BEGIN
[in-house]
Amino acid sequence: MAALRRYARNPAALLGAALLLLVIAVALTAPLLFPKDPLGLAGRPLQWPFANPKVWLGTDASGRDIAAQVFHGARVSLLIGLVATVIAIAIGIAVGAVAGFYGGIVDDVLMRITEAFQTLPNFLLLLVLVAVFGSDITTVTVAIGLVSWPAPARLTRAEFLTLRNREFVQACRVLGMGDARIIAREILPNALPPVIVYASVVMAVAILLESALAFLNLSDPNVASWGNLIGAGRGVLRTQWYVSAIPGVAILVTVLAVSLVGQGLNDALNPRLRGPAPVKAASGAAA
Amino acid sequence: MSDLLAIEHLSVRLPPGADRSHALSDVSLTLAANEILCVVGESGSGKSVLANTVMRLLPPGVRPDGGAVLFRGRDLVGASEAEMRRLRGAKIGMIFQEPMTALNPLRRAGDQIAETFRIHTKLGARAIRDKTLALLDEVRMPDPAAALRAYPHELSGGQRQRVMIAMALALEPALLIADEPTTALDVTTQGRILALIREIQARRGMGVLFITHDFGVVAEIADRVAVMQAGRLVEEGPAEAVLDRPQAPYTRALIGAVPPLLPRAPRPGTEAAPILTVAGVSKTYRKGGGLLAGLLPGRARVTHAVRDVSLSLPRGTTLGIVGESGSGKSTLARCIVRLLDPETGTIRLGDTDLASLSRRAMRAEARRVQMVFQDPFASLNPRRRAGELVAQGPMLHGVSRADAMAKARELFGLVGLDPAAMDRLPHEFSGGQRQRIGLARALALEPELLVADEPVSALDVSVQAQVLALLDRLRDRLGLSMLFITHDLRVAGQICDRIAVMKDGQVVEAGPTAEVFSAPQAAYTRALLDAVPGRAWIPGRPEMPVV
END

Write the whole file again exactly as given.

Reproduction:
[in-house]
Amino acid sequence: MAALRRYARNPAALLGAALLLLVIAVALTAPLLFPKDPLGLAGRPLQWPFANPKVWLGTDASGRDIAAQVFHGARVSLLIGLVATVIAIAIGIAVGAVAGFYGGIVDDVLMRITEAFQTLPNFLLLLVLVAVFGSDITTVTVAIGLVSWPAPARLTRAEFLTLRNREFVQACRVLGMGDARIIAREILPNALPPVIVYASVVMAVAILLESALAFLNLSDPNVASWGNLIGAGRGVLRTQWYVSAIPGVAILVTVLAVSLVGQGLNDALNPRLRGPAPVKAASGAAA
Amino acid sequence: MSDLLAIEHLSVRLPPGADRSHALSDVSLTLAANEILCVVGESGSGKSVLANTVMRLLPPGVRPDGGAVLFRGRDLVGASEAEMRRLRGAKIGMIFQEPMTALNPLRRAGDQIAETFRIHTKLGARAIRDKTLALLDEVRMPDPAAALRAYPHELSGGQRQRVMIAMALALEPALLIADEPTTALDVTTQGRILALIREIQARRGMGVLFITHDFGVVAEIADRVAVMQAGRLVEEGPAEAVLDRPQAPYTRALIGAVPPLLPRAPRPGTEAAPILTVAGVSKTYRKGGGLLAGLLPGRARVTHAVRDVSLSLPRGTTLGIVGESGSGKSTLARCIVRLLDPETGTIRLGDTDLASLSRRAMRAEARRVQMVFQDPFASLNPRRRAGELVAQGPMLHGVSRADAMAKARELFGLVGLDPAAMDRLPHEFSGGQRQRIGLARALALEPELLVADEPVSALDVSVQAQVLALLDRLRDRLGLSMLFITHDLRVAGQICDRIAVMKDGQVVEAGPTAEVFSAPQAAYTRALLDAVPGRAWIPGRPEMPVV